The Flying Phantom

    I've attempted to create a FCG phantom that would be entirely transparent. It's still in the beginning experimental phase, but here are some very basic instructions. I'll update as I work further on it and perhaps others will have suggestions.


    This is the WireForm modeling wiremesh, which you will use to form your phantoms head and shoulders. It is an exceptionally malable wire mesh that resembles screening. Wireform comes in various sizes. I believe Walmart's craft section carries it in 12"x24" single sheets. Michael's carries several sizes, with varying mesh sizes and colours, including rolls of 20"x5'.  This particular package held three 16"x20" sheets. 
    I used an aluminum "diamond mesh" for the face, a smaller mesh size that holds detail very well and is extremely light. The heavier meshes dont pick up the facial details very well, and actual seem more noticable under the cheesecloth. The downside of this is that the finished form is very fragile. I used a larger mesh for the lower half of the armature.

NOTE: I used a mannequin to create my form, but a styro head would work just as well.

    NOTE: Please be extremely careful with this mesh, I strongly suggest wearing use gloves when working with it. The cut edges are razor sharp and you won't even know you've sliced yourself until later (when you go wash your hands---ow ow ow).

    This is "Stiffy", a fabric stiffener many use to create small free standing ghosts for centerpieces or such. It isn't strong enough to create the phantom by itself, but it will hold the cheesecloth to the armature rather well. Honestly, I'd say Elmers glue would work just as well. On the second phantom I made I used a spray on stiffener called "Stiffen Stuff"--worked just the same.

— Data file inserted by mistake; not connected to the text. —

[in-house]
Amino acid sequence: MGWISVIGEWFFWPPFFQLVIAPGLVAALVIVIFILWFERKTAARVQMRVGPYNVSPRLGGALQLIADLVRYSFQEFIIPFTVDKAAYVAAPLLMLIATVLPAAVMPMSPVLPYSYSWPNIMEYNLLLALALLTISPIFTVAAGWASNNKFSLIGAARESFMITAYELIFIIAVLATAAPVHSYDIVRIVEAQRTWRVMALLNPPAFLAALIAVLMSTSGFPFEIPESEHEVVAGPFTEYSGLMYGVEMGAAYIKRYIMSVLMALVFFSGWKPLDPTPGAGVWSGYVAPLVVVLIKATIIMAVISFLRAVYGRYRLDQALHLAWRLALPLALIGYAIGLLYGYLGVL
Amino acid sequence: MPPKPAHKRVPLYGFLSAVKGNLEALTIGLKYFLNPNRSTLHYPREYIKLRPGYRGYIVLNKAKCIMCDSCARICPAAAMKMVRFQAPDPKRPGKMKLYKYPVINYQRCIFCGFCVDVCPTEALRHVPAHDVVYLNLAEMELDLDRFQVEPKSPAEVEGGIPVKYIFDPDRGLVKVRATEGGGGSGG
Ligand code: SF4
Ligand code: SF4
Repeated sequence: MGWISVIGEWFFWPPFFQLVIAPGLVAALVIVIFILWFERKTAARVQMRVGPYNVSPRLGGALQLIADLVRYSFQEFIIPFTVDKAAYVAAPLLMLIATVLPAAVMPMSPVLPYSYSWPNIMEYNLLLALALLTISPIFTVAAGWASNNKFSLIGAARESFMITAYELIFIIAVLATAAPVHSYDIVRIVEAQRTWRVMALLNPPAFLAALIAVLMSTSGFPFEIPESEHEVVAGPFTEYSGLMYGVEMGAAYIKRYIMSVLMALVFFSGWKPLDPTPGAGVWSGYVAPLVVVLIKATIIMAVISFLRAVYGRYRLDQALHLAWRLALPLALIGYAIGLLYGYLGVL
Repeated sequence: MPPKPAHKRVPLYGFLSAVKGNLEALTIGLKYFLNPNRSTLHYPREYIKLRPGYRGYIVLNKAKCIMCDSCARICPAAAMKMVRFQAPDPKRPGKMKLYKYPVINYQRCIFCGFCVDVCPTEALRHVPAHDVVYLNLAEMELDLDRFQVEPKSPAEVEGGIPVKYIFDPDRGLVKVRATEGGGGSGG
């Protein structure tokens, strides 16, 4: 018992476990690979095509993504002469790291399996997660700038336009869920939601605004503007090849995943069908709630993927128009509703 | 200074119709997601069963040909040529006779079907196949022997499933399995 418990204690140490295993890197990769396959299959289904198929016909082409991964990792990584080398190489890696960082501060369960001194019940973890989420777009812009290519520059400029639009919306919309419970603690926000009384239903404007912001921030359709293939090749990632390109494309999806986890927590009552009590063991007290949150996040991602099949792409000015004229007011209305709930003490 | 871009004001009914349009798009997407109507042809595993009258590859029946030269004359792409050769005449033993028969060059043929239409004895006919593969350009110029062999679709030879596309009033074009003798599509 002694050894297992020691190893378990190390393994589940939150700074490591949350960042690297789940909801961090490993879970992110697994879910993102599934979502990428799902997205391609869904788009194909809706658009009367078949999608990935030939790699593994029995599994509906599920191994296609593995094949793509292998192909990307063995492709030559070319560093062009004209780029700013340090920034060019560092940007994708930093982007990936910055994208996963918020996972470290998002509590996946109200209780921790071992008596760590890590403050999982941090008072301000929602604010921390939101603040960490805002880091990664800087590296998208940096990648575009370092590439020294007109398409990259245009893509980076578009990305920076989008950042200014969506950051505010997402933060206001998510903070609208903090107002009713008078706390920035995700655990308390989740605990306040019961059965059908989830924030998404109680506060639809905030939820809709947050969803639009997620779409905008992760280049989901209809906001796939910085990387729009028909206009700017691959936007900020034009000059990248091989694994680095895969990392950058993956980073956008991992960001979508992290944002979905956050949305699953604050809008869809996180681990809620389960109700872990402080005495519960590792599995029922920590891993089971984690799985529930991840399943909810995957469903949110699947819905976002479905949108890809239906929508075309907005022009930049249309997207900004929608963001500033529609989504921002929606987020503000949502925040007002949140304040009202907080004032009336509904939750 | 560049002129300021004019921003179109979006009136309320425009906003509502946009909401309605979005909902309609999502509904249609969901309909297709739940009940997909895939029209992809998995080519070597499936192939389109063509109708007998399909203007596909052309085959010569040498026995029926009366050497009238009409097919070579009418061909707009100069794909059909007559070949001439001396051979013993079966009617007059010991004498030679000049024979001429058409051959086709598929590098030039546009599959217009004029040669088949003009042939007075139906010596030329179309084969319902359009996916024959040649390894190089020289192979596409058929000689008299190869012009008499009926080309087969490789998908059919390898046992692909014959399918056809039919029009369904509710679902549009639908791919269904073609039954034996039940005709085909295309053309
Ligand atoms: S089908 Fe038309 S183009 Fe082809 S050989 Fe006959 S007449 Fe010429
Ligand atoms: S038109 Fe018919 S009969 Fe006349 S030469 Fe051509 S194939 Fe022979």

You can dip the cheesecloth in Stiffy and lay it on, molding it to the WireForm,or lay the cheesecloth on the form and paint the Stiffy on with a brush. This is the way I did it. Basically, all you are doing is gluing the cheesecloth to the WireForm. Use several coats. I left some cheesecloth trailing down the front of the form to suggest her dress.
    After dry, put on a coat of some sort of waterproof varnish--I used DecoArt's DuraClear varnish (Michael's), sprayed on with an old Windex bottle.   

    Here is a basic diagram of how the form, after dry, was placed on the wooden dowel armature. I used 5/8" diameter wooden dowels, cut to the lengths shown, painted black, eyescrews screwed into each end. Use pliers to open one eyescrew slightly, link with next piece, close.
    I used a piece of a clotheshanger for the head, as that section comes closer to the front of the face and the hanger is less noticable than a dowel. Slip the top end of the hanger through the wire mesh form, curve with pliers. I am reinforcing the area with a little wire around the hanger and woven through the mesh, so the mesh doesnt break and the head doesnt slump down the hanger. The same can be done on the ends of the shoulder dowel, to keep the form from sliding down one end as it moves. At the moment, I've merely wrapped some electrical tape at each end of the shoulder dowel.
    This is the basic finished form on the wooden dowel armature with cheesecloth attached. As I mentioned before, I left some cheesecloth hanging down the front of the form, to suggest her dress.
    You might notice here, I used some leftover wiremesh on the lower arms, just to open up the arms a bit more.
    Finish draping (slide hood over black coat hanger), spray with Rit Whitener & Brightener, light with blacklight.


Under blue light to suggest blacklight